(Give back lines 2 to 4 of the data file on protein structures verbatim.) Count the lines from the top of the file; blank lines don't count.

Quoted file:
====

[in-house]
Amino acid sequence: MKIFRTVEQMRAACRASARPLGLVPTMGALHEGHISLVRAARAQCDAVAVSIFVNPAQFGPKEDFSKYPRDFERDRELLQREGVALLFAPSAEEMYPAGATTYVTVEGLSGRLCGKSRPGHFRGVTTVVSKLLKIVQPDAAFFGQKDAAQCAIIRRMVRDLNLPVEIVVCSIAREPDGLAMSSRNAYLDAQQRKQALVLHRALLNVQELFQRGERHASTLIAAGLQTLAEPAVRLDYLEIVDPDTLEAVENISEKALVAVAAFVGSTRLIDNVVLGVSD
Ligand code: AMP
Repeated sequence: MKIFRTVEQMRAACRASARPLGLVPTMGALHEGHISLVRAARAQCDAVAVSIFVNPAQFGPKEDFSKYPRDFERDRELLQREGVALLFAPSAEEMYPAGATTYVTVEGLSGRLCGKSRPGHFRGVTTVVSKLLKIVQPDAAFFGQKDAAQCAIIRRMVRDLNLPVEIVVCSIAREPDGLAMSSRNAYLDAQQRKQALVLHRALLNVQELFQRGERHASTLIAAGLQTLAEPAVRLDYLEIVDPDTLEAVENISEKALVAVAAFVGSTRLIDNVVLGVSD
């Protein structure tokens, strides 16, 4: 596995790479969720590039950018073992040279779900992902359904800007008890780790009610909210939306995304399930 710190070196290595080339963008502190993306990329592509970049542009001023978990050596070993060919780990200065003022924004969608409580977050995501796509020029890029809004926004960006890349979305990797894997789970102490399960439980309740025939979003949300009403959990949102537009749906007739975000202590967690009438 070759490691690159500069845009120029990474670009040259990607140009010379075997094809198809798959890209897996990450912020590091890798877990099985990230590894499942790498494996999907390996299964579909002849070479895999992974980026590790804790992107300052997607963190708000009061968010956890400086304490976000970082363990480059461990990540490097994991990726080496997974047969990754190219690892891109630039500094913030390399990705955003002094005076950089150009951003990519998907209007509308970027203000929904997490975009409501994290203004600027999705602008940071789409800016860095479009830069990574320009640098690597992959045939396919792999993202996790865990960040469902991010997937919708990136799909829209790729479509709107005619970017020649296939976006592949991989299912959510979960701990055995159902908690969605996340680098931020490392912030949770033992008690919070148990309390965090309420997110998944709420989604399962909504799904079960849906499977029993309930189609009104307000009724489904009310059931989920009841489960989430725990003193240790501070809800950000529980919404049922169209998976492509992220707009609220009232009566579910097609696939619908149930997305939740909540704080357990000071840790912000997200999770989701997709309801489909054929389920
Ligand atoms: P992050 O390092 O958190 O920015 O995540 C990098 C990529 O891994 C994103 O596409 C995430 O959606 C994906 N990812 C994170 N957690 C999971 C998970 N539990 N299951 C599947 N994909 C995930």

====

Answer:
Amino acid sequence: MKIFRTVEQMRAACRASARPLGLVPTMGALHEGHISLVRAARAQCDAVAVSIFVNPAQFGPKEDFSKYPRDFERDRELLQREGVALLFAPSAEEMYPAGATTYVTVEGLSGRLCGKSRPGHFRGVTTVVSKLLKIVQPDAAFFGQKDAAQCAIIRRMVRDLNLPVEIVVCSIAREPDGLAMSSRNAYLDAQQRKQALVLHRALLNVQELFQRGERHASTLIAAGLQTLAEPAVRLDYLEIVDPDTLEAVENISEKALVAVAAFVGSTRLIDNVVLGVSD
Ligand code: AMP
Repeated sequence: MKIFRTVEQMRAACRASARPLGLVPTMGALHEGHISLVRAARAQCDAVAVSIFVNPAQFGPKEDFSKYPRDFERDRELLQREGVALLFAPSAEEMYPAGATTYVTVEGLSGRLCGKSRPGHFRGVTTVVSKLLKIVQPDAAFFGQKDAAQCAIIRRMVRDLNLPVEIVVCSIAREPDGLAMSSRNAYLDAQQRKQALVLHRALLNVQELFQRGERHASTLIAAGLQTLAEPAVRLDYLEIVDPDTLEAVENISEKALVAVAAFVGSTRLIDNVVLGVSD